Time Served or Time Well Spent?
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Quite often we have candidates that have worked in the construction industry emphasize their qualifications and value by stating how many years they have worked in the industry. We often hear a candidate tell us that they have 25+ years of experience or even 35+ years of experience. While we are thankful for each and every person who has committed to serving in the construction industry, the number of years they have been a part of the industry may equate to considerably less value than someone who has been in the industry half as long.  The only way to assess the value in years is to find out not only if they showed up on gameday, but also who their teammates were and what position they played.  Did they surround themselves with people and companies who were continually improving their game, or did they do the opposite?

Those of you familiar with kitchen layout and design might know the Work Triangle as the recommended distance and layout between the sink, stove and refrigerator. Efficiency is the triangle’s main goal, as it keeps all the major workstations near the cook, without placing them so close that the kitchen becomes cramped. The work triangle is also designed to minimize traffic within the kitchen, so the cook isn’t interrupted or interfered with while working.  If your kitchen is not designed with this in mind your performance when cooking could be altered. You may even get frustrated at times which ultimately might reduce your interest in cooking.

Gallwey’s Inner Game Work Triangle

The blog called The System Thinker has an article by author Timothy Gallwey from his best-selling book for the workplace centered around his “Inner Game” approach. Timothy Gallwey started as a sports writer helping coaches and athletes achieve their best performance.  He then proceeded to take his theories into the business world.  Gallwey’s workplace triangle is made up of experience, learning and performance.

If you ask a group of business owners how they equate the success of their employees, it is typically unanimous they would value performance over practice all day long.  Performance ratings are what matters, especially in construction.  Performance in the three areas of time, quality, and budget are how we measure performance in construction.  Do-overs aren’t ever an option!  A do-over seriously hurts a company’s finances and reputation and most of the time, if a do-over is required the original contractor is booted and a new one brought in!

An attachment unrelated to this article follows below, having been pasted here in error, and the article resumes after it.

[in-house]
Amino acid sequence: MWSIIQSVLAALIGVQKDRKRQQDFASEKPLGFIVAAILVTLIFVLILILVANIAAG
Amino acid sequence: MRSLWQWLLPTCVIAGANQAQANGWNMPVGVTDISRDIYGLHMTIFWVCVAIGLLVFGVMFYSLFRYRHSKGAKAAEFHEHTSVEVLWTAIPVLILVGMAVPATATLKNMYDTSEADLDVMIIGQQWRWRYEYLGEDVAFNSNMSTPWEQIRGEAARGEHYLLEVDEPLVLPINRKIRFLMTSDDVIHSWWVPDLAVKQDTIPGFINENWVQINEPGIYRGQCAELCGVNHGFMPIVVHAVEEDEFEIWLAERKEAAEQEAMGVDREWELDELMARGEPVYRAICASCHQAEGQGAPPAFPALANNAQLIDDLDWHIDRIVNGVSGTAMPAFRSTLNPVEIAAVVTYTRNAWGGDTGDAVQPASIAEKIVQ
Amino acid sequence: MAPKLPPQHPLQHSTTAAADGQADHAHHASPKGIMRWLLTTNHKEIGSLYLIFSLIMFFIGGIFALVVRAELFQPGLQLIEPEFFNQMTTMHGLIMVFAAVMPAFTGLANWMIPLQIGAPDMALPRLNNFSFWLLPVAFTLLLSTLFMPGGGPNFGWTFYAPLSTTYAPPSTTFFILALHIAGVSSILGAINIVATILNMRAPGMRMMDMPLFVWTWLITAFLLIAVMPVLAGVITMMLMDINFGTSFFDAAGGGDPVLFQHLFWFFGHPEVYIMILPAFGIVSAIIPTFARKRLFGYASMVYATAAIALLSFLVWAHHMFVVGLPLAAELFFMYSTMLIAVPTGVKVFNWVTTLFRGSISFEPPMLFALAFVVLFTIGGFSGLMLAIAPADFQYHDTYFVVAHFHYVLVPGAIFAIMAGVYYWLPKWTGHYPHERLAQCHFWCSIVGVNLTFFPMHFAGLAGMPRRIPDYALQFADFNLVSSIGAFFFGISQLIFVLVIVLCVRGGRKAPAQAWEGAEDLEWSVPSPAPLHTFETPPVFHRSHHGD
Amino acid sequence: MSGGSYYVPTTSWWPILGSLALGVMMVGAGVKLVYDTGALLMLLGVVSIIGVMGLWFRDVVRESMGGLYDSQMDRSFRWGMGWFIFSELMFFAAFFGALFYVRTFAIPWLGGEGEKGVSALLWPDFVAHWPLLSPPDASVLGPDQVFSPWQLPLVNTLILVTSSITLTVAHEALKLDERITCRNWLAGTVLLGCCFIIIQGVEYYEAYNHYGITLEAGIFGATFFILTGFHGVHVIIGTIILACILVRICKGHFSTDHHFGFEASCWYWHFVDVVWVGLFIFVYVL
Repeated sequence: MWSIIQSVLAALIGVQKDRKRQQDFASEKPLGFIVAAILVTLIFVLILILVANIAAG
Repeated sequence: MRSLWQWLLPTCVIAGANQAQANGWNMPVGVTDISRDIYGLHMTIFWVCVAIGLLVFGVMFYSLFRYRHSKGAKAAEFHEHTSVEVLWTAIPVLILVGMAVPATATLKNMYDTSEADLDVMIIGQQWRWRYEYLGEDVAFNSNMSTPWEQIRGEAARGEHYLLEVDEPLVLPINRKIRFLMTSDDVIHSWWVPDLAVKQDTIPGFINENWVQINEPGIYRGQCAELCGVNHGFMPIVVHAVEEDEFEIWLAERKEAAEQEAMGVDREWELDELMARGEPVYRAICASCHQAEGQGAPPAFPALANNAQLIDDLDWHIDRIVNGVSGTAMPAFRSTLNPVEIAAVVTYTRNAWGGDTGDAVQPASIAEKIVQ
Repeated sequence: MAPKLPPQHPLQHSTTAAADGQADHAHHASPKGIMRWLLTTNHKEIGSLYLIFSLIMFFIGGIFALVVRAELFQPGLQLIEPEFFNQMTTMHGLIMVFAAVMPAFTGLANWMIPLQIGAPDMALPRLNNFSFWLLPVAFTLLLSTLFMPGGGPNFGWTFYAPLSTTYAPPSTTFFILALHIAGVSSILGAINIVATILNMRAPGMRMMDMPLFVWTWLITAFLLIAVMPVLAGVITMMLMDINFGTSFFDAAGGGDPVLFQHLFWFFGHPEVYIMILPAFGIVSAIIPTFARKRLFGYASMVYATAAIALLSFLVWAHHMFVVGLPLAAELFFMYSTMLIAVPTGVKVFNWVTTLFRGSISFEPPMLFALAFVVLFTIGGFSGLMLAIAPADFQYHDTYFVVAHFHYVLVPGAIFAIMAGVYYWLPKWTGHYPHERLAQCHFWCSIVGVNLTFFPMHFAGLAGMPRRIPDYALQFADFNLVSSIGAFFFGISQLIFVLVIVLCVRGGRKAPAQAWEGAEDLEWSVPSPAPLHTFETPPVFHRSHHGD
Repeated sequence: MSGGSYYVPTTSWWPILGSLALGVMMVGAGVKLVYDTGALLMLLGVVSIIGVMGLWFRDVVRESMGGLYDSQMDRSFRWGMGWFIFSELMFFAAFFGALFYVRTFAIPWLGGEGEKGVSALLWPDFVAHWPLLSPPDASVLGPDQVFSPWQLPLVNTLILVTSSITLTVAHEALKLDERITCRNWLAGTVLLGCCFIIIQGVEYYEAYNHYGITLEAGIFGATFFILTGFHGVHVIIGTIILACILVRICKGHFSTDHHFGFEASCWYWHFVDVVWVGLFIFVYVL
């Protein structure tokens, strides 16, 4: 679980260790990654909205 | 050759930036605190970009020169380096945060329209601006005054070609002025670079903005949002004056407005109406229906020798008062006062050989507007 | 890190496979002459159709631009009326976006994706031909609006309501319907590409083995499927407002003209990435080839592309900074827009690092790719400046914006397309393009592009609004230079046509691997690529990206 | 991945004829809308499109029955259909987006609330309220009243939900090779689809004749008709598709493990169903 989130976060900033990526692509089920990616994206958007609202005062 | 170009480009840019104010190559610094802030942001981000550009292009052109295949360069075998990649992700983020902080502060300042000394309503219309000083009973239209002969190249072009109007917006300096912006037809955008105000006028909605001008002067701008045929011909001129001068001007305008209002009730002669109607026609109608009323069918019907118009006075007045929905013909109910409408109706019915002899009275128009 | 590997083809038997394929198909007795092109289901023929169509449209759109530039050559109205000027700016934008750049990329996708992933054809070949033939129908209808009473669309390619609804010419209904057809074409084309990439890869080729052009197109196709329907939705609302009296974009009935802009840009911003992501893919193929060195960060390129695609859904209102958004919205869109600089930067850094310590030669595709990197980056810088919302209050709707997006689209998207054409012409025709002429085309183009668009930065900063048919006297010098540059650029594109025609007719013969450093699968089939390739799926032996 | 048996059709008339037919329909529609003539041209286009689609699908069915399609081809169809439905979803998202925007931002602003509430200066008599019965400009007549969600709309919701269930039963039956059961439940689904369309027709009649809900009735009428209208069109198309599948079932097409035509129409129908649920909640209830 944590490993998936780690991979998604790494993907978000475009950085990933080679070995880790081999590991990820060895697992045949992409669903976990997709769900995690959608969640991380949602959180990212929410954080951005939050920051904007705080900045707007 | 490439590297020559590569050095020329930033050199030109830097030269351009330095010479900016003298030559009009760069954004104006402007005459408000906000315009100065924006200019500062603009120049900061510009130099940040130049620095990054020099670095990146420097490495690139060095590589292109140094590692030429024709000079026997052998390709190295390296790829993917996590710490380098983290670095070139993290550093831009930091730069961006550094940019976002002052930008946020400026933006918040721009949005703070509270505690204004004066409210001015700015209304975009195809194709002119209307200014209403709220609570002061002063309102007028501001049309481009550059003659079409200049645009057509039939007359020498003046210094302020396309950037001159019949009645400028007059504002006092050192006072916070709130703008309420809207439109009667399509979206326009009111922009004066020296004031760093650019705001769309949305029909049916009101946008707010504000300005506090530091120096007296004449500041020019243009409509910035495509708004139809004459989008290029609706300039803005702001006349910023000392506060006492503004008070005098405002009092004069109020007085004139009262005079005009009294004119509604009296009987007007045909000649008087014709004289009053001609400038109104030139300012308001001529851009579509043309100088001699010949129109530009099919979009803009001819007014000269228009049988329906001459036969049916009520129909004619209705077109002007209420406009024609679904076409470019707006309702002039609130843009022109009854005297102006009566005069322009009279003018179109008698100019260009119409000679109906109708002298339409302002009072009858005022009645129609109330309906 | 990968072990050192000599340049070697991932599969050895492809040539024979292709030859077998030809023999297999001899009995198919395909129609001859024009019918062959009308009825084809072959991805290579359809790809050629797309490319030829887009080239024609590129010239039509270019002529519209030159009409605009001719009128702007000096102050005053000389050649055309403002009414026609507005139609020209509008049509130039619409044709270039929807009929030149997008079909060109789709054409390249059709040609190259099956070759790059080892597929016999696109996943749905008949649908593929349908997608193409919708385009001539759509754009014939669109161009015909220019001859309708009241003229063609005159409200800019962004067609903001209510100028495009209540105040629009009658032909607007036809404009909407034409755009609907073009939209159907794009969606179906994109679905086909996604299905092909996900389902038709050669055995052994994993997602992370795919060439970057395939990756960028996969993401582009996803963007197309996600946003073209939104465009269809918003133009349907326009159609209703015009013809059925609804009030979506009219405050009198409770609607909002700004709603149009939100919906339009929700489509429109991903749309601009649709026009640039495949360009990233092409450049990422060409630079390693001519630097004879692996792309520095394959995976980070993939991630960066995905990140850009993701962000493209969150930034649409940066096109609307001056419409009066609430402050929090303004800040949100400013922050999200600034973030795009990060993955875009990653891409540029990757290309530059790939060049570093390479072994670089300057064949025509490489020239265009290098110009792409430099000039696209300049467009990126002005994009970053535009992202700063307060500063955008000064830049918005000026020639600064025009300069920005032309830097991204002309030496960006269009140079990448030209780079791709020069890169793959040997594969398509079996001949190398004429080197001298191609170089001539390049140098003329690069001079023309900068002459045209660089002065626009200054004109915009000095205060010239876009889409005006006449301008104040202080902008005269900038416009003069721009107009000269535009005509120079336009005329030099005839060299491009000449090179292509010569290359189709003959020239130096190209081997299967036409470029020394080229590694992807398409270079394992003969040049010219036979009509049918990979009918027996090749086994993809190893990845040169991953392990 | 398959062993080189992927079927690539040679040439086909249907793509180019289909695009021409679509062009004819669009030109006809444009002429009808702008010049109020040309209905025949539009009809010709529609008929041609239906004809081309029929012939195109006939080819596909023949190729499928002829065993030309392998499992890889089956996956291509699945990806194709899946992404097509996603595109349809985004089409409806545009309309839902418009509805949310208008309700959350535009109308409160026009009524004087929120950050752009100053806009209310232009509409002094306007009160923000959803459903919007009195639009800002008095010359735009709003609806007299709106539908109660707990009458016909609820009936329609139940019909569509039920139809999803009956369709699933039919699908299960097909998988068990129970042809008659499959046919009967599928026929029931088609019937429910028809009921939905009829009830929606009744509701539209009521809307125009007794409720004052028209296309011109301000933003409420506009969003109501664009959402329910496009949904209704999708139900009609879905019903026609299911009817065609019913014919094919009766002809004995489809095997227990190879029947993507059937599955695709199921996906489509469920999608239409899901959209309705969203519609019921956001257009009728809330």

The only way to up your performance to coincide with an increase in value and opportunity is through practice and learning, especially in construction. Your marketability has little or nothing to do with how many years you participated or what you might think or feel you deserve in opportunity or monetary compensation.

Gallwey explains that so many companies and individuals get tunnel vision and focus strictly on performance.  Leaders don’t create the workplace triangle by balancing an individual’s expected performance while leveraging the person’s experience and up to date learning as it relates to performance–not just of the individual–but for the whole team.

Gallwey states “Every game is composed of two parts: an outer game and an inner game. The outer game is played in an external arena to overcome external obstacles in the way of reaching external goals; the inner game focuses on internal obstacles as well as internal goals.”

To master the inner game an individual must get rid of the following:

  • The assumption that “they already know.”
  • The assumption that learning means remediation.
  • Fear of being judged.
  • Doubt
  • Trying too hard to learn and to appear learned.

Too often during an interview a candidate is sitting in front of us because they don’t assume and are not afraid to ask for help, but either get judged, ignored or forced to take an unnecessary risk by their supervisor.  They want out. They want to be with a company and working with a team that values their ability to apply what they have learned with their interest and willingness to continue to learn for increased performance.

The companies that we work with who value an employee with the ability to get rid of assumptions, doubt and fear and offer them a safe environment to ask questions and get professional answers are the companies that are attracting and keeping the top talent.

Gallwey ends his article with “The best managers will provide what support and resources they can to the effort and will make it their mission to shape their workplace into an optimal learning environment. The payoff will be improved business results and a corporate culture that attracts employees who equally value growth in capabilities.”

Are you showing up for the game or mastering the inner game?

To Years that Count,

Suzanne Breistol on behalf of the FLCC Team!

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